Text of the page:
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Passion to Profit: When Hobbies Turn into Business Ideas

Most people work to live. A business doesn’t have to be personal, as long it sustains. Beyond the work hours, it means no more than a venture.

A lucky few live to work, where each day is in pursuit of their interests. However, turning passions into profits isn’t an easy feat. Discipline is needed to maintain an entrepreneurial mind while doing something dear.

It takes a strong idea to find a unique market to tap into. Furthermore, starting a business needs financial awareness and stability to strategize all investments made. Here are five entrepreneurs who were able to make it.

Harry Edwards: Harry’s Café de Wheels

The market continues to crave convenience. Every time, the bar is set higher. This led to a new type of business built solely on wheels: from RV rentals to food trucks.

Before 5th-wheel hitches made kitchens mobile, Harry “Tiger” Edwards had laid out the business prototype. Harry was always in for a good late-night snack, but he couldn’t find a good one in the neighborhood. So he started his own mobile café, stationed near a naval dockyard in Australia. Harry was always present to man the humble food stall, for city laws at the time required him to move the caravan cafe a minimum of 12 inches per day.

Decades later, the caravan cafe is now an Australian icon, having served the likes of Frank Sinatra and Judy Garland. Harry’s Café de Wheels has expanded into a global venture, with stalls in townships and malls.

Clara Chung: Clara C Music

Youtube discovers more stars than any reality show on TV. It is now a hub for self-made artists, who start by earning through ad revenue until they can finally sell their albums to an audience. Singers filled Youtube at the start of the 2000s, but Clara Chung, known as Clara C, was able to form a loyal following up to date.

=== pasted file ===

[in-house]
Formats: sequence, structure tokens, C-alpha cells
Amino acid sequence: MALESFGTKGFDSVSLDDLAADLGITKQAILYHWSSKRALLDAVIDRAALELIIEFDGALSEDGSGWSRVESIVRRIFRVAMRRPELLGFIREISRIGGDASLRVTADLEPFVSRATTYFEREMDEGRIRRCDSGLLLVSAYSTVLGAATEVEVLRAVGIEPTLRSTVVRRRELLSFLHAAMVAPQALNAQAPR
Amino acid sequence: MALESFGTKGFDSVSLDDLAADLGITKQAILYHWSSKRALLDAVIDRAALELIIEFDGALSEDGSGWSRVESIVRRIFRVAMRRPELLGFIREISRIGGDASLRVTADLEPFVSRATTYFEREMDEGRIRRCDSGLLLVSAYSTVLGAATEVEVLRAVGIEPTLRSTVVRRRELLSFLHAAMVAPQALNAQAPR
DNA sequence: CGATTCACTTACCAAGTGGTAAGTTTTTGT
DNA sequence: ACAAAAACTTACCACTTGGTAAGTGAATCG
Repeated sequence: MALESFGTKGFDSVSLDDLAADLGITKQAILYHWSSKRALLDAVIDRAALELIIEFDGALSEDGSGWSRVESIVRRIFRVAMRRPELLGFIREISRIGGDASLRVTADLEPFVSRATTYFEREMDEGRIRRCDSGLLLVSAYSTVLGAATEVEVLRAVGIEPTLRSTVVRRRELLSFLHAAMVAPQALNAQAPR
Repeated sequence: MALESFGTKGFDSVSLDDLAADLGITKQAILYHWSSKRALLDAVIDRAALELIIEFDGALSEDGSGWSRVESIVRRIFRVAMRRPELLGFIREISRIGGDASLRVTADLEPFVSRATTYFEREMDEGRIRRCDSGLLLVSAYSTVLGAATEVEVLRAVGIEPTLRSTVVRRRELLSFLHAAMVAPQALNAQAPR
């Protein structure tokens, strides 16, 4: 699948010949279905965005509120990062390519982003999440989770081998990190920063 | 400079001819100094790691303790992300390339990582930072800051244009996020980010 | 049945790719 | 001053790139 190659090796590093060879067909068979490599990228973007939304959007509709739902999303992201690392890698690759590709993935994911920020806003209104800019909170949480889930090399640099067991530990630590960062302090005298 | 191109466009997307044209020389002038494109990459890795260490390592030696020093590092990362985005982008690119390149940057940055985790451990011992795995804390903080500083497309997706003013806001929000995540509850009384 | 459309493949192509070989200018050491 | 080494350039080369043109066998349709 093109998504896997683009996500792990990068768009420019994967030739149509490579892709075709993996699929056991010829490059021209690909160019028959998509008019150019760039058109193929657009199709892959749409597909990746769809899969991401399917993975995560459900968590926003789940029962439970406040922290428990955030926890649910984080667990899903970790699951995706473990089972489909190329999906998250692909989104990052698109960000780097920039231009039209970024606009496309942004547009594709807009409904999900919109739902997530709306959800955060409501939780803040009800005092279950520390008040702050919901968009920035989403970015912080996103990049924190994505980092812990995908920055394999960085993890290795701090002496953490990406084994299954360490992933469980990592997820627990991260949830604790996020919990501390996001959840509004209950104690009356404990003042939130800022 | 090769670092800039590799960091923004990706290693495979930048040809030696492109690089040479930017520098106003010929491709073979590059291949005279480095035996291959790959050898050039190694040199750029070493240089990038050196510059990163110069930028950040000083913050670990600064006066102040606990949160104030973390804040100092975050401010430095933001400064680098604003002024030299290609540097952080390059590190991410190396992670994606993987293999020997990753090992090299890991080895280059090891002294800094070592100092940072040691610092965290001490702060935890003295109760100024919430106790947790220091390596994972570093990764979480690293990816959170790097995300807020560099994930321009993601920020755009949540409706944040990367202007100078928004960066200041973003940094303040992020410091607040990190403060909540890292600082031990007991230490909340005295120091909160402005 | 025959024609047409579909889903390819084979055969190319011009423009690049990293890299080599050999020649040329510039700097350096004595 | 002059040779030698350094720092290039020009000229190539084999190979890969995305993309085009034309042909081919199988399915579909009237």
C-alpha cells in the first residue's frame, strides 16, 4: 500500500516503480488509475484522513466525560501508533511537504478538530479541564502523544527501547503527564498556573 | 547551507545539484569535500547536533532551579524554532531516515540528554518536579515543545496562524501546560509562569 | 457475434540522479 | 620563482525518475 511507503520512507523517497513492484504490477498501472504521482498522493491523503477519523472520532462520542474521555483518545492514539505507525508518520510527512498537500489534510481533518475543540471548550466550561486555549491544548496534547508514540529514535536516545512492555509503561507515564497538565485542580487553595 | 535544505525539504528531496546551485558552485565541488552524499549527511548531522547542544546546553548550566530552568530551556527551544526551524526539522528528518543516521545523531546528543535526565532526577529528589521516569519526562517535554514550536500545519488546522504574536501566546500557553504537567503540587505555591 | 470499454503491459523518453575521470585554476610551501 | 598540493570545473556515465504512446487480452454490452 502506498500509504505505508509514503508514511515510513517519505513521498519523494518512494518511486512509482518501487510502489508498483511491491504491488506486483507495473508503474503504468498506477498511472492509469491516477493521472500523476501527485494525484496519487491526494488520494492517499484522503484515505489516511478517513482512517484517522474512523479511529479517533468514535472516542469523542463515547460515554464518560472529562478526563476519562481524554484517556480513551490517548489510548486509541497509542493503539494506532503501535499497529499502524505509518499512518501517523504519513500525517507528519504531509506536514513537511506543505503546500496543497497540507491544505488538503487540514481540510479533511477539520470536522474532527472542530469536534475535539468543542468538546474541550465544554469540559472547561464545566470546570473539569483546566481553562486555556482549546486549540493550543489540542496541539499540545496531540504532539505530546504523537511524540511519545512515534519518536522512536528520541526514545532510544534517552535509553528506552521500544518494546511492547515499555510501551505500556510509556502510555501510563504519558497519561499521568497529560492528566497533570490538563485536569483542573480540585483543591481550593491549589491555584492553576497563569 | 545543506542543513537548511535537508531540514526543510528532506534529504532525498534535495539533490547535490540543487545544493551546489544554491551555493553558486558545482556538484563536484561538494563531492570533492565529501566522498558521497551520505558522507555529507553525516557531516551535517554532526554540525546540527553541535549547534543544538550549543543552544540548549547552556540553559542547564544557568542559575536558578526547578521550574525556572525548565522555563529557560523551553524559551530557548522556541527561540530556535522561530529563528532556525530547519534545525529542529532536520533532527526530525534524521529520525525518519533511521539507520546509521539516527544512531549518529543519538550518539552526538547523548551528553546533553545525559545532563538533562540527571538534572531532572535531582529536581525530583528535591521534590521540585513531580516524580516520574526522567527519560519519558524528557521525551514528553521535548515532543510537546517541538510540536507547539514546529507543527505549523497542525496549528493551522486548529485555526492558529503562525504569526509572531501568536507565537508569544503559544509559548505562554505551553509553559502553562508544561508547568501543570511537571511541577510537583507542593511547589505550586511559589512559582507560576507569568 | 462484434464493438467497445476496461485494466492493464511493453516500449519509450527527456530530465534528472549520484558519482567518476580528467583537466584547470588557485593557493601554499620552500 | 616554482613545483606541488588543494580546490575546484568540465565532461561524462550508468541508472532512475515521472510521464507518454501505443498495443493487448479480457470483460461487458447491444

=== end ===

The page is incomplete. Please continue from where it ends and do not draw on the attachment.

Chung did this by establishing a distinctive sound and style. She started with covering famous songs, incorporating her jazz influence. Then she moved to writing her own, released through creative music videos.


Mike Smith: The Bay, Skate for Change

Mike Smith starts his story with his childhood, as a small-town kid who liked a lot of things but didn’t excel in any of them. Then he realized that he was focused on the wrong thing.

Instead of being preoccupied with excelling, Smith focused on making an impact in the industries he liked. With this in mind, he started The Bay, a non-profit skatepark supporting Nebraskan youth, and Skate for Change, a team of skaters uniting the community through outreach, discussions, and similar programs. “I don’t believe in jobs, I believe in lifestyle,” Smith tells Forbes.

Paul Metselaar: Ovation Travel Group

This Cornell graduate was able to create a lucrative business out of traveling by targeting the high-profile market. A law degree holder himself, Metselaar resigned from his practice to start “Lawyers Travel,” a specialized travel management company, which is the first of its kind. He continued to build his empire into what is now called the Ovation Travel Group.

Paul Metselaar’s high-end travel company was ranked the fifth-largest corporate travel management company in America, according to Business Travel News. Annually, the company reaps a billion in travel bookings, catering to hedge fund managers, celebrities, and other big names across industries.

For Metselaar, it wasn’t love at first travel. He recalls reading the Lord of the Rings just to get through his first tour. He eventually grew fond of it, having a father who also ran a travel agency.

Lazhar Ichir: The Breeding Business

Like Paul Metselaar, Lazhar Ichir successfully built a brand for a niche market.

A longtime lover of dogs, Ichir built Breeding Business, an online magazine for responsible dog breeding. Ichir chose this niche market because of his established connections with ethical breeders, and his passion to educate about the dangers of breeding designer dogs.

Since this market is difficult to turn into big profits, Ichir had a rocky start. Eventually, he overcame marketing hurdles and grew a consistent following. After establishing a reputation, Ichir compiled a year’s worth of experience into his book, The Dog Breeder’s Handbook.

Becoming an Enthusiast-entrepreneur

As these stories tell, each business venture deals with different challenges and failures. Focusing on their passions, these entrepreneurs were able to stick to a goal. It helps to find the right timing, which isn’t always easy. But if you love what you do, you just might find a way.

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